July 2013: Anger Revisited
I am returning to the subject of anger (see October 2010) because I have learned so much in the past few months about this beneficial yet complicated emotion. Many of us remain confused how to manage this ‘dangerous’ emotion and the mixed messages we have received about it over the years. One book I highly recommend is Harriet Lerner’s The Dance of Anger (1985). The book I am referencing in this article is called The Language of Emotions by Karla McLaren (2010) which takes a completely different look at emotions and may not be everyone’s cup of tea; but her take on anger is worth reflection.
All our emotions are extremely valuable and informative. In the case of anger, it informs us when boundaries have been crossed, neglected, and/or encountered. As a sentry of boundaries, anger lets us know when we must ask two very important questions:
1) What needs protection?
2) What needs restoration?
This can apply when we’ve crossed a boundary, let down a boundary, met a boundary, or enforced a boundary. It also applies to injustices we witness against groups of people—racial or gender injustices, violence, economic disparities, or the injustice of not everyone having access to clean drinking water and nutritional food resources.
So what do we do when our anger is roused? First we must welcome it as a source of information before we consider expressing or repressing it, letting it pass through us, or making use of its energy. Then we must ask ourselves what message our anger is bringing. So often we shoot the messenger before we even receive the message when it comes to anger! Or take it out on the perceived source of anger. But if we commit to using our anger for good, then we must welcome it as a resource rather than relegate it to a reaction and risk misdirecting our energies in unhelpful, even harmful, ways.
Back to our 2 questions. Very often our anger indicates there are boundaries that need to be protected. We’ve either crossed a line, or someone has crossed one of ours. We need to refocus our energy on resetting the boundaries and/or re-enforcing them. Boundaries are a form of protection, so it might help to consider what became vulnerable or exposed. Was it our sense of self? Energy levels? Family time? Down time? A friendship? A committed partnership? A child? The list is endless.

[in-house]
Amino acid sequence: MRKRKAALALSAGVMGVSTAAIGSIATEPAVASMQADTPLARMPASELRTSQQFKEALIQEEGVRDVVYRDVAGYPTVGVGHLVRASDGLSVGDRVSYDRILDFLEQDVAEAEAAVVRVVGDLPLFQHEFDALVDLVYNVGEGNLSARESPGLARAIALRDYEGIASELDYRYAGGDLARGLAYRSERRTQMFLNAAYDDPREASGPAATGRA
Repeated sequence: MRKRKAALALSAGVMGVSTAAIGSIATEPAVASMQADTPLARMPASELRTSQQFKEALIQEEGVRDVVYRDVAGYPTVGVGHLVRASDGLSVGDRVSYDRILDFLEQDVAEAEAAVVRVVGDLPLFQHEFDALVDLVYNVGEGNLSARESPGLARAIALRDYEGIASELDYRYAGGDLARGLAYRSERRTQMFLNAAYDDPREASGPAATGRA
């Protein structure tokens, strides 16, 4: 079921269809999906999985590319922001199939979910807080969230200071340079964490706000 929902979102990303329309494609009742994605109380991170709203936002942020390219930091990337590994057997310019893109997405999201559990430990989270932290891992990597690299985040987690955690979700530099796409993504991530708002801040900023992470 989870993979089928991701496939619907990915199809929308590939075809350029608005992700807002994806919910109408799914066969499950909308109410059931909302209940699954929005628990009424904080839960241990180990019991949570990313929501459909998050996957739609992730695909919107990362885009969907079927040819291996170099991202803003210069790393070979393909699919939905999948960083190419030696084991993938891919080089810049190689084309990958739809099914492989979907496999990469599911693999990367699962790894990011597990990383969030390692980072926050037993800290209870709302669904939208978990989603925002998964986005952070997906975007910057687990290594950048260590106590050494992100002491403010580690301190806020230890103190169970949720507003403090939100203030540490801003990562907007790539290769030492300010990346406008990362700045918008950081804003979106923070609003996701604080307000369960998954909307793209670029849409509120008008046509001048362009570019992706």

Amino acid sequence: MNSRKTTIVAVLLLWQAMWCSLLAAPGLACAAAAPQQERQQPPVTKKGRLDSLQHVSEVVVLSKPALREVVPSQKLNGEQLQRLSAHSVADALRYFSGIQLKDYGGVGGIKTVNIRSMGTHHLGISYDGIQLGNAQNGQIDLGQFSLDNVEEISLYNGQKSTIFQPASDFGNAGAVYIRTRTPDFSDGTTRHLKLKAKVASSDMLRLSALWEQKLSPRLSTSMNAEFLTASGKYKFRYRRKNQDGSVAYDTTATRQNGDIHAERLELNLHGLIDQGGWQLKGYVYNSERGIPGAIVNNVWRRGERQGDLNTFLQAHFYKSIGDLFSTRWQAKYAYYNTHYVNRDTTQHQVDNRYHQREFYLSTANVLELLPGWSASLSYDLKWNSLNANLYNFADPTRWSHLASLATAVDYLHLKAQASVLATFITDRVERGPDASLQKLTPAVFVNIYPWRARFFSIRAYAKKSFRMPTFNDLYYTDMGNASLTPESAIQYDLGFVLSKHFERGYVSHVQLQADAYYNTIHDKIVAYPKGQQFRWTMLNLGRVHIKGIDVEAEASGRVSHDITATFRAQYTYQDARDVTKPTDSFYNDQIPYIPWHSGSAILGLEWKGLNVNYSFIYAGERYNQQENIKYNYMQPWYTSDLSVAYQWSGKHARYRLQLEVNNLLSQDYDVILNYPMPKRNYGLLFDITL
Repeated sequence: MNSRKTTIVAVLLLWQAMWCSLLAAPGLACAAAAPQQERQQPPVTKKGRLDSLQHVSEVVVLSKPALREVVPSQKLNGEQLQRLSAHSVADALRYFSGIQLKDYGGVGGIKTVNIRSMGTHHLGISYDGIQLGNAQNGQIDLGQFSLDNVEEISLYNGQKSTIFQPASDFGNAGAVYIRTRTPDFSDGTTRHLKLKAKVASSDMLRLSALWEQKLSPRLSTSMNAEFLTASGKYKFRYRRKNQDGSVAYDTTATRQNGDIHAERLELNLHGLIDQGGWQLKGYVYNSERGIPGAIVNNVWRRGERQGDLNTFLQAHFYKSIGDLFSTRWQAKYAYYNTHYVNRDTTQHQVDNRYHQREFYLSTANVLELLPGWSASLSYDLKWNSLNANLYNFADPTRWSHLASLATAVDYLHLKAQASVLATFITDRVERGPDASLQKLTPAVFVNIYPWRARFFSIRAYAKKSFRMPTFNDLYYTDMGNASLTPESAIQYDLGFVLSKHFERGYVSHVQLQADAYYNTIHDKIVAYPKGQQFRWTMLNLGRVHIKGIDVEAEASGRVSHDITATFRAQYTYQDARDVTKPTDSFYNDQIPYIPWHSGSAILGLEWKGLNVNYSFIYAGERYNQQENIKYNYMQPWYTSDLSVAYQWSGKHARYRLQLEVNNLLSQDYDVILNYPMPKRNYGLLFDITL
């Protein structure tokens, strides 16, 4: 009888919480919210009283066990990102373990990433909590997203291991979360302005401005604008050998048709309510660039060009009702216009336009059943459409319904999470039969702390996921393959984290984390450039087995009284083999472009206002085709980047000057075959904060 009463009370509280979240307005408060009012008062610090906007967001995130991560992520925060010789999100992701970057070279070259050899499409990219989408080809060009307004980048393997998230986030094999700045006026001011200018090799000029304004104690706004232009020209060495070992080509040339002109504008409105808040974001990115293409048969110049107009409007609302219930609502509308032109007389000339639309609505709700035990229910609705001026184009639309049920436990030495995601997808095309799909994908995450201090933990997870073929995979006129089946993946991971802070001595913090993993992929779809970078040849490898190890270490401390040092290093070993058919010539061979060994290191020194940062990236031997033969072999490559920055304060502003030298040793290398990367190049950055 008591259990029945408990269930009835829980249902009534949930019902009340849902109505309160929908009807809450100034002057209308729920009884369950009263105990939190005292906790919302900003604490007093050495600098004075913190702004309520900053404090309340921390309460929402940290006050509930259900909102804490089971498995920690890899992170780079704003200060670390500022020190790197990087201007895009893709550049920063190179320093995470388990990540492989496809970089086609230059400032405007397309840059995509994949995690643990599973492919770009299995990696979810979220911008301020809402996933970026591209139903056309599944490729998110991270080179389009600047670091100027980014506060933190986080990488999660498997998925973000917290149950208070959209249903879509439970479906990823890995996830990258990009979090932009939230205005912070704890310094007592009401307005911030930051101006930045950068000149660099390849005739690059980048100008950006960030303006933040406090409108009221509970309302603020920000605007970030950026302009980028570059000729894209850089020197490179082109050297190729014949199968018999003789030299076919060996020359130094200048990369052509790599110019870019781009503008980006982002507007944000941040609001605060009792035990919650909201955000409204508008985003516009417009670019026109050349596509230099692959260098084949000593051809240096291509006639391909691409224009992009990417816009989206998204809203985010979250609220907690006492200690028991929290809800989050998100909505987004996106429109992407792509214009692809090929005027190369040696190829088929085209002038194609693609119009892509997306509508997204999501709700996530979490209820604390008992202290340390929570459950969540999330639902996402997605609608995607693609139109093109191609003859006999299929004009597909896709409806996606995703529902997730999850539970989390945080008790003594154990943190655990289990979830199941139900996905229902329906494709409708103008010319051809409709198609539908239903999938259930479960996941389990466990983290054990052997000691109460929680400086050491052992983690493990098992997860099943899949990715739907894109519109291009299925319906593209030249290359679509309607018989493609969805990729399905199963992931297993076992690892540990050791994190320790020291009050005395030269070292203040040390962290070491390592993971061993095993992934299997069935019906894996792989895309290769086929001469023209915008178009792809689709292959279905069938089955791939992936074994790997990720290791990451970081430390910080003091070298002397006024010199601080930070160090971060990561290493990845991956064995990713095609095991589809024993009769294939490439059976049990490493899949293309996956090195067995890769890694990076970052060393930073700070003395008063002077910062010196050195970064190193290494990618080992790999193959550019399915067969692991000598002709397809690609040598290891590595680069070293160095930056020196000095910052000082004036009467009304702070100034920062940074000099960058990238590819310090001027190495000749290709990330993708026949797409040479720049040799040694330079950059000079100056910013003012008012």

Once we’ve established what was exposed and made vulnerable, we need to consider what needs to be restored such as our sense of self or someone else’s. Did we cave in to a request that we really didn’t have time and energy for? Did we allow other commitments to take time and energy away from a relationship or family? Did we return to a role we used to play (such as rescuer, protector, scapegoat, etc)? Did we expect too much of someone else and encountered their boundary? Did we take advantage of someone or allow someone to take advantage of us? Did we not intervene when we had opportunity, or did we intervene when it was unnecessary?
Once we’ve listened to what our anger has to say, then it becomes clearer how to direct that amazing energy source in positive ways. Do we need to say no instead of yes? Do we need to apologize and make amends? Do we need to offer assistance instead of turning away? Do we need to honour our own self instead of playing a role or being manipulated? Do we need to speak up or hold our tongue?
The scenarios and options are limitless. And by clarifying anger in this way, we no longer have to be afraid of it—especially our own. Of course, there remains the risk of someone’s irresponsible use of anger putting us in harm’s way. Our boundaries need to be re-enforced to keep ourselves safe—whether in the form of a safety plan, an escape route, improved negotiation skills, or back-up safety team. And if our anger and boundaries serve their purposes, hopefully we can improve risk management.
May your anger serve its beneficial purposes keeping yourself and others safe and enable you to live more fully.